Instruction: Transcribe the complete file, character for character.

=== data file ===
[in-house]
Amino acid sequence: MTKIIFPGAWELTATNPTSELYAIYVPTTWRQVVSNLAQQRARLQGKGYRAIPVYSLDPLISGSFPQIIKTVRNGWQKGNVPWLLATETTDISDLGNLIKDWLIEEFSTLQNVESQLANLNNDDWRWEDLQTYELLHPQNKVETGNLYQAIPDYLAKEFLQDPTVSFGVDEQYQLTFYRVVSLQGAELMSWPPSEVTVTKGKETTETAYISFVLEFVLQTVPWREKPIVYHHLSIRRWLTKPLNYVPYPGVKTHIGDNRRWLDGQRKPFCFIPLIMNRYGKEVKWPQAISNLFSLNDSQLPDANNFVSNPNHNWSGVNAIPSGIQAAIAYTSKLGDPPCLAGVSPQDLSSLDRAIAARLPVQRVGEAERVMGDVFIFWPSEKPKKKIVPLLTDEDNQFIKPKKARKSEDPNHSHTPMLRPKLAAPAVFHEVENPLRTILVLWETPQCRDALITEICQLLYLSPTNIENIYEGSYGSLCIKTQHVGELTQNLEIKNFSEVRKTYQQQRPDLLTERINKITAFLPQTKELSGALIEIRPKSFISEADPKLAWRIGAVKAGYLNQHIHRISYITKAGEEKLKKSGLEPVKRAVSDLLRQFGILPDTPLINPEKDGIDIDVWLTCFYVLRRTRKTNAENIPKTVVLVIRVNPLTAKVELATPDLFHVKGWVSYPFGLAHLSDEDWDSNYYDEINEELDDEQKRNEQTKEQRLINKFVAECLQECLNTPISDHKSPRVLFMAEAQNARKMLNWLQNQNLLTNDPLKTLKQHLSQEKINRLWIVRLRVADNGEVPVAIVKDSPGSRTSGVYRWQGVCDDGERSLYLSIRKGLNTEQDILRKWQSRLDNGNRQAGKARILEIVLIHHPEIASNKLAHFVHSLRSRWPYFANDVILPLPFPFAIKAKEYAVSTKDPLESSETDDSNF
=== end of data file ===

[in-house]
Amino acid sequence: MTKIIFPGAWELTATNPTSELYAIYVPTTWRQVVSNLAQQRARLQGKGYRAIPVYSLDPLISGSFPQIIKTVRNGWQKGNVPWLLATETTDISDLGNLIKDWLIEEFSTLQNVESQLANLNNDDWRWEDLQTYELLHPQNKVETGNLYQAIPDYLAKEFLQDPTVSFGVDEQYQLTFYRVVSLQGAELMSWPPSEVTVTKGKETTETAYISFVLEFVLQTVPWREKPIVYHHLSIRRWLTKPLNYVPYPGVKTHIGDNRRWLDGQRKPFCFIPLIMNRYGKEVKWPQAISNLFSLNDSQLPDANNFVSNPNHNWSGVNAIPSGIQAAIAYTSKLGDPPCLAGVSPQDLSSLDRAIAARLPVQRVGEAERVMGDVFIFWPSEKPKKKIVPLLTDEDNQFIKPKKARKSEDPNHSHTPMLRPKLAAPAVFHEVENPLRTILVLWETPQCRDALITEICQLLYLSPTNIENIYEGSYGSLCIKTQHVGELTQNLEIKNFSEVRKTYQQQRPDLLTERINKITAFLPQTKELSGALIEIRPKSFISEADPKLAWRIGAVKAGYLNQHIHRISYITKAGEEKLKKSGLEPVKRAVSDLLRQFGILPDTPLINPEKDGIDIDVWLTCFYVLRRTRKTNAENIPKTVVLVIRVNPLTAKVELATPDLFHVKGWVSYPFGLAHLSDEDWDSNYYDEINEELDDEQKRNEQTKEQRLINKFVAECLQECLNTPISDHKSPRVLFMAEAQNARKMLNWLQNQNLLTNDPLKTLKQHLSQEKINRLWIVRLRVADNGEVPVAIVKDSPGSRTSGVYRWQGVCDDGERSLYLSIRKGLNTEQDILRKWQSRLDNGNRQAGKARILEIVLIHHPEIASNKLAHFVHSLRSRWPYFANDVILPLPFPFAIKAKEYAVSTKDPLESSETDDSNF